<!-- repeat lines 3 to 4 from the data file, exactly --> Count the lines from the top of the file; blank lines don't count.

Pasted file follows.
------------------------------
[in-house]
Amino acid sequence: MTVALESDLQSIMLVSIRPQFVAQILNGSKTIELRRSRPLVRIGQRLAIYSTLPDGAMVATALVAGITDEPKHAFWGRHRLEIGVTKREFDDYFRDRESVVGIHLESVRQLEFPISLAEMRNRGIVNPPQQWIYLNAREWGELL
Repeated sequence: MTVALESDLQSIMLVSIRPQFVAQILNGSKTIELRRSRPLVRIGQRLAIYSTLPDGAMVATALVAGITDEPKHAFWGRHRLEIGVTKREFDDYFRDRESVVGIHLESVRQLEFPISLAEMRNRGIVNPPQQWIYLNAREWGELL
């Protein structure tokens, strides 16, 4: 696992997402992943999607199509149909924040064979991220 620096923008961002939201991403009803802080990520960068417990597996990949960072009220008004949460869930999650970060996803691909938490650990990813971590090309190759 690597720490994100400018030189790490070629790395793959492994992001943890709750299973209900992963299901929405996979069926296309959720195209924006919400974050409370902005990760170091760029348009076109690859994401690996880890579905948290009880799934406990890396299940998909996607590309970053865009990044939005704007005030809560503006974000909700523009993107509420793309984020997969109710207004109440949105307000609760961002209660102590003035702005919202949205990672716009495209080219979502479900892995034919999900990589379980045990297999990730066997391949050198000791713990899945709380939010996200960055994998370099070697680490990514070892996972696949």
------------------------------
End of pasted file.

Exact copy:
Repeated sequence: MTVALESDLQSIMLVSIRPQFVAQILNGSKTIELRRSRPLVRIGQRLAIYSTLPDGAMVATALVAGITDEPKHAFWGRHRLEIGVTKREFDDYFRDRESVVGIHLESVRQLEFPISLAEMRNRGIVNPPQQWIYLNAREWGELL
């Protein structure tokens, strides 16, 4: 696992997402992943999607199509149909924040064979991220 620096923008961002939201991403009803802080990520960068417990597996990949960072009220008004949460869930999650970060996803691909938490650990990813971590090309190759 690597720490994100400018030189790490070629790395793959492994992001943890709750299973209900992963299901929405996979069926296309959720195209924006919400974050409370902005990760170091760029348009076109690859994401690996880890579905948290009880799934406990890396299940998909996607590309970053865009990044939005704007005030809560503006974000909700523009993107509420793309984020997969109710207004109440949105307000609760961002209660102590003035702005919202949205990672716009495209080219979502479900892995034919999900990589379980045990297999990730066997391949050198000791713990899945709380939010996200960055994998370099070697680490990514070892996972696949």